Y. Supp. 738; Maxwell v. Deens, 46 Midi. 35, 8 N. W. 561.
Malice is not an element of false imprison ment; Hewitt v. Newburger, 66 Hun 230, 20 N. Y. Supp. 913 ; Gillingham v. R. Co., 35 W. Va. 588, 14 S. E. 243, 14 L. R. A. 798, 29 Am. St. Rep. 827; except so far as it affects the measure of damages ; Johnson v. Bouton, 35 Neb. 898, 53 N. W. 995.
In order to be restored to liberty, the remedy is, by writ of habeas corpus. An ac tion of trespass vi et armis lies. To punish the wrong done to the public by the false imprisonment of an individual, the offender may be indicted; 4 Bla. Com: 218 ; 2 Burr. 993. See Bacon, Abr. Trespass (D, 3) ; Pike v. Hanson, 9 N. H. 491; State v. Guest, 6 Ala. 778; Click v. State, 3 Tex. 282 ; Allen v. Shed, 10 Cush. (Mass.) 375.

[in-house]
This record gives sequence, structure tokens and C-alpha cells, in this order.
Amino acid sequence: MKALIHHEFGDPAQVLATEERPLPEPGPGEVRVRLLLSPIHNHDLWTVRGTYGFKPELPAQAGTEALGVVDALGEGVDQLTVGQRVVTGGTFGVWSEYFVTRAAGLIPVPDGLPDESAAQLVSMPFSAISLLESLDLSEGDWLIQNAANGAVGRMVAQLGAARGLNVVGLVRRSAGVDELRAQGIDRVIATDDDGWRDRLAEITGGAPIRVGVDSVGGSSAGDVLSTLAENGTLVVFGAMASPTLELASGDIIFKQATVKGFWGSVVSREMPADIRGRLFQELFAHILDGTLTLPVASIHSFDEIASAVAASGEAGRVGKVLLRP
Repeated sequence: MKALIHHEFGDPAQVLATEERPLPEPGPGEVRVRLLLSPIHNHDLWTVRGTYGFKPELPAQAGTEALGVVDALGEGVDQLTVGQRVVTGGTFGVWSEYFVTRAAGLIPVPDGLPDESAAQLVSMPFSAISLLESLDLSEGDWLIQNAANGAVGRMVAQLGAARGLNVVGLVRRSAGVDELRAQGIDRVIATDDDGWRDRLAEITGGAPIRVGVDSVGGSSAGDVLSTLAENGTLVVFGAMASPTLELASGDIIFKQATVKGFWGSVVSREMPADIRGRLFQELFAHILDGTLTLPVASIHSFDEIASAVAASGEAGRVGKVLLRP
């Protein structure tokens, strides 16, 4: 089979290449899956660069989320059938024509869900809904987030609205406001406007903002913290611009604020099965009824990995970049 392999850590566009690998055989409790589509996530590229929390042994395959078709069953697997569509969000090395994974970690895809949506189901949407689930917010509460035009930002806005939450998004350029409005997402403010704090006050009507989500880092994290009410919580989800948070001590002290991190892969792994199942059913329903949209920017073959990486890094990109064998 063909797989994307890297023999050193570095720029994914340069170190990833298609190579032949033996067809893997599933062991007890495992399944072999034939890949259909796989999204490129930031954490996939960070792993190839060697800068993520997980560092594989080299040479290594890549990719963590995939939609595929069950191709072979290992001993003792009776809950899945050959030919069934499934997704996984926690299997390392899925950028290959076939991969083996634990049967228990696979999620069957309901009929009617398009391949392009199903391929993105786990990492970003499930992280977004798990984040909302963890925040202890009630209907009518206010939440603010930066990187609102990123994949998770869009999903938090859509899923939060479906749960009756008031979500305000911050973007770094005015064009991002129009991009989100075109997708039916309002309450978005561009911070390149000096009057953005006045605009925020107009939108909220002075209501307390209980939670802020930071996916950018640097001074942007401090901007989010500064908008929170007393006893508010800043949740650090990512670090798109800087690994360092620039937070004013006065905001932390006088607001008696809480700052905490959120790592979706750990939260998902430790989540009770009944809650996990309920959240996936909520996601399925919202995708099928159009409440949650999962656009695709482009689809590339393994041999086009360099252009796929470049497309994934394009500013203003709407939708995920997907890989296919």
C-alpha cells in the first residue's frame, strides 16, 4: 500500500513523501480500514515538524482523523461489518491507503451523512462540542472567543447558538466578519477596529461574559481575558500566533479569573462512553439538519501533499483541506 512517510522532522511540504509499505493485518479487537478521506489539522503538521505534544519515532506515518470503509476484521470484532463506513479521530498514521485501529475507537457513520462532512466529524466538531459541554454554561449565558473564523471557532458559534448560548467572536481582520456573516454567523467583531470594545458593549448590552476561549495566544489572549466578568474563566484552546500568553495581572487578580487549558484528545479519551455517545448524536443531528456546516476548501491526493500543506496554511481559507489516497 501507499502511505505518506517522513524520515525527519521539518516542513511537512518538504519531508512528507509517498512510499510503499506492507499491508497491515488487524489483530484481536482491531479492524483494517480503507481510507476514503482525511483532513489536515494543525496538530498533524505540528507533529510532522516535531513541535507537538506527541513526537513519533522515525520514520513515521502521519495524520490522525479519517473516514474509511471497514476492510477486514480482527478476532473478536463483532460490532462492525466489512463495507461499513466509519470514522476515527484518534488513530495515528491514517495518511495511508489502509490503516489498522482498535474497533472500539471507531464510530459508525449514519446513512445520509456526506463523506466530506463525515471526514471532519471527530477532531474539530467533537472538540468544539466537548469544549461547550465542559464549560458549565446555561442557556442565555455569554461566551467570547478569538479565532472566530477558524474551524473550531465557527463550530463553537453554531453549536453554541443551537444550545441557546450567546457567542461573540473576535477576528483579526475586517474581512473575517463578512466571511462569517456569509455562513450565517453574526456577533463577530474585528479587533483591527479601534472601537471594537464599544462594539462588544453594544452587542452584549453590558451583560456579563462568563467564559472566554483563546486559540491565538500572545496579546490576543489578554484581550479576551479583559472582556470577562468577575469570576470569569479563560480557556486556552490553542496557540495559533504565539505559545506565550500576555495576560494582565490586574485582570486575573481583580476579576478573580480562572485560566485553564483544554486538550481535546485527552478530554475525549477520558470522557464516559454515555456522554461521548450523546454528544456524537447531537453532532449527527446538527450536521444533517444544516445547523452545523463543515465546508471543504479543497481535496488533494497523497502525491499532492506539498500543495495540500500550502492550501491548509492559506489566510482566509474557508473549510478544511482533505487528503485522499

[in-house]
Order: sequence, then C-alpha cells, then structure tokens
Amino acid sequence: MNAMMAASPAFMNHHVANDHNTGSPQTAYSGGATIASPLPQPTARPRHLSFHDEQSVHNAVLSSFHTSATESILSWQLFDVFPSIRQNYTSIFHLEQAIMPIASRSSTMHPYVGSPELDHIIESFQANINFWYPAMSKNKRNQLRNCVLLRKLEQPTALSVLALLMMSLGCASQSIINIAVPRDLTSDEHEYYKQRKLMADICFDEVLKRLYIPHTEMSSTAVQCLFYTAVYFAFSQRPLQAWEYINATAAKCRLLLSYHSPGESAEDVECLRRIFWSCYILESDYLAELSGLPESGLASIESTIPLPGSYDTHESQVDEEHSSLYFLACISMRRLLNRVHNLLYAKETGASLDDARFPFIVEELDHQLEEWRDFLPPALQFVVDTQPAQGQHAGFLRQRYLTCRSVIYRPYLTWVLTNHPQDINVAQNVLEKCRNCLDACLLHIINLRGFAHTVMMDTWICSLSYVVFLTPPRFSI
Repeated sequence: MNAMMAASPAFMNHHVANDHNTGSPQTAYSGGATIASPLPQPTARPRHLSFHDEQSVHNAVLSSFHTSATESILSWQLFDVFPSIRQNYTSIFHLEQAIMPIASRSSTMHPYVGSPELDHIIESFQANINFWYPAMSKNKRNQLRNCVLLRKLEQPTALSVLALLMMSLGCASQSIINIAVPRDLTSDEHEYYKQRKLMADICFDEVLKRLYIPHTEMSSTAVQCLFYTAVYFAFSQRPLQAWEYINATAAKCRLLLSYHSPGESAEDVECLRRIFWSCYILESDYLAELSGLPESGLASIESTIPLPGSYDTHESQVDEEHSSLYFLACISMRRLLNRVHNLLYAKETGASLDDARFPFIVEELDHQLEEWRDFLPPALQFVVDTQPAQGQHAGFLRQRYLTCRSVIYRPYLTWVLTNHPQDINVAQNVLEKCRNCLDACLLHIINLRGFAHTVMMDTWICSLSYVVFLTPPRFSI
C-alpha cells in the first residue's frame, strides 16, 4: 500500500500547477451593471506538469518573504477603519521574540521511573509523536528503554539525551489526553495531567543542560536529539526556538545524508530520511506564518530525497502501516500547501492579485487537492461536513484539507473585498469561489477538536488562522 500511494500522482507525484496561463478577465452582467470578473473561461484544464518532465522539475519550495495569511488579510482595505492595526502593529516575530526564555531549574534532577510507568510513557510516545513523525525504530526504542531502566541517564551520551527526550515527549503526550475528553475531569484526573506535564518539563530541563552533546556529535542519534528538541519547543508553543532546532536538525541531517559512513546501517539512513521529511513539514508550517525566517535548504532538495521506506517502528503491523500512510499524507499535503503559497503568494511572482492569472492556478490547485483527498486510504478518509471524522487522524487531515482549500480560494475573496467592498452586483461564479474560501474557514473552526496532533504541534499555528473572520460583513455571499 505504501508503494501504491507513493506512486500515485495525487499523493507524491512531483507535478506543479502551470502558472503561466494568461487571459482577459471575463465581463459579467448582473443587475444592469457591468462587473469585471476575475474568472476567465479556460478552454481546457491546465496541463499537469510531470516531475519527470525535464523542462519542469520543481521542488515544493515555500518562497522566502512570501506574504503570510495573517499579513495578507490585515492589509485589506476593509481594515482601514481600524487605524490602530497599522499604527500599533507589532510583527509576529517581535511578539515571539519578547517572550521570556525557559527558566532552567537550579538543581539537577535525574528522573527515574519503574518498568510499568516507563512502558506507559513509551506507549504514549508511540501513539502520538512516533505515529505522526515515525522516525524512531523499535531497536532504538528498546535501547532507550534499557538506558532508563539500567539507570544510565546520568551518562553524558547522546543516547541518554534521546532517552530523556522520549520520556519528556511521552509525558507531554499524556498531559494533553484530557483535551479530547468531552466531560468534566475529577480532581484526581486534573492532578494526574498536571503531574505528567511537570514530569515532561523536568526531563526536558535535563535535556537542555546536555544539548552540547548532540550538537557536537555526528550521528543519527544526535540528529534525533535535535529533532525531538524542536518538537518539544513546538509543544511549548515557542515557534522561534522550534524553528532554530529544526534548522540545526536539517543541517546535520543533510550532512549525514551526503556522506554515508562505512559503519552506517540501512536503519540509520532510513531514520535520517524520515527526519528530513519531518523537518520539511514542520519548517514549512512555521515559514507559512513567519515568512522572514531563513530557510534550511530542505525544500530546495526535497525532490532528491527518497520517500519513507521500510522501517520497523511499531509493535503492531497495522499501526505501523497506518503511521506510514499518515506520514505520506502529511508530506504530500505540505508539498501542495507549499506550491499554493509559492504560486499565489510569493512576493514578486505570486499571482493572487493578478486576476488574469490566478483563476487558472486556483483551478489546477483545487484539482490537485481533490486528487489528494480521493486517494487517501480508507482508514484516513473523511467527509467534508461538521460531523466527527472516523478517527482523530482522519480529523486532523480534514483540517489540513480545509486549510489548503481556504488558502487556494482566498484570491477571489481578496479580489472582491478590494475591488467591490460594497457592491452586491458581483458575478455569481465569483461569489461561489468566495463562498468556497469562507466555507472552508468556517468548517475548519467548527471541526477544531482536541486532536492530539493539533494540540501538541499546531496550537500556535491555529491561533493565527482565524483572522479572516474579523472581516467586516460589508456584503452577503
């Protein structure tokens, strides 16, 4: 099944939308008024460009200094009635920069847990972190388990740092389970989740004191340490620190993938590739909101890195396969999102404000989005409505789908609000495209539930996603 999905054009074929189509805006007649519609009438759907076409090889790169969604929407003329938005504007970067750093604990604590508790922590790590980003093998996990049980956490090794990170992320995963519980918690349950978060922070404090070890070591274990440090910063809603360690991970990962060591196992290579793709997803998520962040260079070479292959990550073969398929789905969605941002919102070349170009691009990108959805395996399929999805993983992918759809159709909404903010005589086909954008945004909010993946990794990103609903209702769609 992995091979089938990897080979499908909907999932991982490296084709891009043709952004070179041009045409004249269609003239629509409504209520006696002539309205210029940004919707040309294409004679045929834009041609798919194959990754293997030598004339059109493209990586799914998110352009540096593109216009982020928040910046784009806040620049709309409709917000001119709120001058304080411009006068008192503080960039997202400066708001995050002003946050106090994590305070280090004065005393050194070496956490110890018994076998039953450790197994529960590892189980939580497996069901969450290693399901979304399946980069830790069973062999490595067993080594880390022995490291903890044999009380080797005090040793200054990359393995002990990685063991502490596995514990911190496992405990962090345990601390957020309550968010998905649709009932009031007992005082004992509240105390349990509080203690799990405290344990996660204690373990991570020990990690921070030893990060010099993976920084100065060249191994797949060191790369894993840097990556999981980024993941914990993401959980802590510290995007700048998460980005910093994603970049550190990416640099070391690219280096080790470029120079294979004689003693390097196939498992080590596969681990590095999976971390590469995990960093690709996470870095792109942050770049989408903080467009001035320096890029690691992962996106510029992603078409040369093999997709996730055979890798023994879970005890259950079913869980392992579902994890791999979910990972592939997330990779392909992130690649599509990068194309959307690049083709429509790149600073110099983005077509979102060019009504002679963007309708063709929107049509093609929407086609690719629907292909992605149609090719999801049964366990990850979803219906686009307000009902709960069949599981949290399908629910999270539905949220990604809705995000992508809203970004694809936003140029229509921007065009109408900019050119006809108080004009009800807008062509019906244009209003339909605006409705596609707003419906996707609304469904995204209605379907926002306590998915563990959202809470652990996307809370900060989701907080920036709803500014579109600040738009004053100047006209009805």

One cannot maintain an action for false imprisonment where he is arrested by a proper officer, under a warrant lawful on its face, and issued by proper authority ; Leib v. Shelby Iron Co., 97 Ala. 626, 12 South. 67; Johnson v. Morton, 94 Mich. 1, 53 N. W. 816. Justification is not available as a defence unless pleaded; Wilson v. R. Co., 2 Misc. 127, 20 N. Y. Supp. 852.
Damages may be recovered against a char itable institution for false imprisonment and the question of good intention is immaterial; Gallon v. House of Good Shepherd, 158 Mich. 363, 122 N. W. 63i, 24 L. R. A. (N. S.) 286, 133 Am. St. Rep. 387.